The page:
The product was also characterized by both UV-vis and IR spectroscopic measurements
Absorbance of bands
Benzene rings usually give three absorption bands due to π ïƒ π* electronic transitions.
The allowed transition (ε = 47000), E-band, observable at 184 nm is not usually observed as it lies out of the routine UV-vis scanning range of most commercial instruments. This is also known as the primary band.
The forbidden transition (ε = 7400), K-band, occurring at 204 nm is often observed if substituent effect shifts it into the routine UV range. This is also known as the secondary primary band.
There is another forbidden transition (ε = 230), B-band, at 256 nm. This is also referred to as the secondary band.
The forbidden transitions are allowed for a small fraction of time owing to disruption of symmetry caused by the vibrational energy states.
In the case of 1,2,3-triphenylcyclopropenium bromide, the additional conjugation brought about by the 1,2,3-triphenylcyclopropenyl cation ring causes a bathochromic shift in the bands to a longer wavelength. The high extent of delocalization of electrons narrows the energy gap between the HOMO and LUMO and hence accounts for the longer wavelengths absorbed.
From the spectrum obtained, we can classify the band at 317.00 nm to be the B-band and the band at 230.50 nm to be the K-band. By Beer-Lambert's law, since A = εcl, absorbance is proportional to the molar extinction coefficient and hence the band with lower absorbance (A = 1.1746) and at higher wavelengths (317.00 nm) is the B-band and the band with higher absorbance (A= 1.4087) and at lower wavelengths (230.50 nm) is the K-Band.
The band occurring at 301.50 nm corresponds to the π to π* transition of the double bond in the cyclopropenium ring. In alkenes, π to π* transition occurred at 175nm. Owing to conjugation with the three benzene rings in 1,2,3-triphenylcyclopropenium bromide, the energy gap decreases and leads to a bathochromic shift to a higher wavelength as observed. This π to π* is an allowed transition hence a higher absorbance value of 1.4500.
The very weak peaks observed can be attributed to the noise and hence are not factored in during the band assignment.
Phenyl C=C stretch
Cyclopropenium C=C stretch
Aromatic phenyl C-H in-plane bends
Aromatic phenyl C-H out-of-plane bending -monosubstituted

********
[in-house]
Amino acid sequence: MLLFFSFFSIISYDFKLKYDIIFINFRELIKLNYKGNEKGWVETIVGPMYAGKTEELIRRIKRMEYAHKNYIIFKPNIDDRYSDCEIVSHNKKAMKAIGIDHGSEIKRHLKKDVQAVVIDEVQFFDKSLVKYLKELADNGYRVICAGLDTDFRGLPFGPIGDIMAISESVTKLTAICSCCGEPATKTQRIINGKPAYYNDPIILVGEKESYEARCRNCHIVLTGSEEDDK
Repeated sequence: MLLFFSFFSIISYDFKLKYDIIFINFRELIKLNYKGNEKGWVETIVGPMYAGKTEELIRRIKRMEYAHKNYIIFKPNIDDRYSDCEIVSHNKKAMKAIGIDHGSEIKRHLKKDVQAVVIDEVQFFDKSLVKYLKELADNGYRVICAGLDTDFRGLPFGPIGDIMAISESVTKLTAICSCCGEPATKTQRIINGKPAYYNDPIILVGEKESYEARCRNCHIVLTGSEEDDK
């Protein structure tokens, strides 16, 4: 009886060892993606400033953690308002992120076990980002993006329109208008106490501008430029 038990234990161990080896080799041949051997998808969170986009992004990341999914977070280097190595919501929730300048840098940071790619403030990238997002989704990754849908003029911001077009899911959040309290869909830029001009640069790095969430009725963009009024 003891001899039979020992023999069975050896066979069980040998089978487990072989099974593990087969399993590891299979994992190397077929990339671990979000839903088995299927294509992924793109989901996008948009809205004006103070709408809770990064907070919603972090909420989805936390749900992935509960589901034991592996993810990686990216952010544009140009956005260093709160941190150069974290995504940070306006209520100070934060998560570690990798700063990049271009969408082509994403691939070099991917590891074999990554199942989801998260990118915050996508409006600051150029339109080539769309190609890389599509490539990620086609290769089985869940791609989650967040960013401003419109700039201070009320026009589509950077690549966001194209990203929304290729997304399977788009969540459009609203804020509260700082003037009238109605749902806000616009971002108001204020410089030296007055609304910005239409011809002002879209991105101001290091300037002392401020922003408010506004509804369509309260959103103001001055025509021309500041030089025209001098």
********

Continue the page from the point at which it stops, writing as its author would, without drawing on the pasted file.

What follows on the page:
Out-of-plane ring bending
From the peaks assigned, we can see that the product obtained was quite pure as all peaks are characteristic of the final product. There is however a stretching peak at 3388 cm-1 and this suggests the presence of an O-H. There is also an absence of strong and sharp of C-O stretching peak(s) between 1300 - 1000cm-1. This further indicates that alcohols and ethers were not present and hence the O-H stretch is attributed to that of water.
There are many sources by which water could have entered the product. Firstly, potassium tert-butoxide is hygroscopic and hence absorbs water readily. Secondly, it can also be attributed to improper extraction of the organic layer from the aqueous layer. Thirdly, there may have been a lack of magnesium sulfate and hence water was not completely absorbed towards the end of the reaction. Lastly, the use of an IR lamp to dry the product was not employed. As such, any moisture present would have clung on to the product and not be evaporated to dryness.
As the phenyl rings were monosubstituted, 4 weak combinations of aromatic overtones should have been observed in the range of 2000 - 1667 cm-1. This was however not seen in the spectrum as the weak peaks were obscured by noise.
The C=C stretch in a cyclopropene ring is expected to be around 1640 cm-1. Conjugation in the 1,2,3-triphenylcyclopropenium ion however increases the single bond characteristic of the C=C bond and hence decreases the bond order. A lower bond order translates to weaker bond strength and hence a smaller force constant, k.
0.82 g of 1,2,3-triphenylcyclopropenium bromide was synthesized with a percentage yield of 62%. The UV-vis and IR measurements obtained confirm that the product obtained was that of 1,2,3-triphenylcyclopropenium bromide.